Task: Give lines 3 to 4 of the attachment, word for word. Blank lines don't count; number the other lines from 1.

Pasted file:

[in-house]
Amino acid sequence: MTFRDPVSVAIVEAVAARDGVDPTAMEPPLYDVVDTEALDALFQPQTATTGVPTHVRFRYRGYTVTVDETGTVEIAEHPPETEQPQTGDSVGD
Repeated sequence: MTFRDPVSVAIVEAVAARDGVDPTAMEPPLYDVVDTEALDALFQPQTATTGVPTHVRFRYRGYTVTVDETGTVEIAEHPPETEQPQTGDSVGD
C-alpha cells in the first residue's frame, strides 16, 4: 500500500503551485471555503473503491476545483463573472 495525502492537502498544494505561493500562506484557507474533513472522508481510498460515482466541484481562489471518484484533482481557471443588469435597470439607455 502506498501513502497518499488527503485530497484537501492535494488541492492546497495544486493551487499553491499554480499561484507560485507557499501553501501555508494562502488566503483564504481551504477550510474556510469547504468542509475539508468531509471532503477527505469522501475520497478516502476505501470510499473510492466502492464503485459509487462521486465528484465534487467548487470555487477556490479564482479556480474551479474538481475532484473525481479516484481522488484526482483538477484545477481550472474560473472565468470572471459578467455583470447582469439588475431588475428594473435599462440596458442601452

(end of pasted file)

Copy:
Repeated sequence: MTFRDPVSVAIVEAVAARDGVDPTAMEPPLYDVVDTEALDALFQPQTATTGVPTHVRFRYRGYTVTVDETGTVEIAEHPPETEQPQTGDSVGD
C-alpha cells in the first residue's frame, strides 16, 4: 500500500503551485471555503473503491476545483463573472 495525502492537502498544494505561493500562506484557507474533513472522508481510498460515482466541484481562489471518484484533482481557471443588469435597470439607455 502506498501513502497518499488527503485530497484537501492535494488541492492546497495544486493551487499553491499554480499561484507560485507557499501553501501555508494562502488566503483564504481551504477550510474556510469547504468542509475539508468531509471532503477527505469522501475520497478516502476505501470510499473510492466502492464503485459509487462521486465528484465534487467548487470555487477556490479564482479556480474551479474538481475532484473525481479516484481522488484526482483538477484545477481550472474560473472565468470572471459578467455583470447582469439588475431588475428594473435599462440596458442601452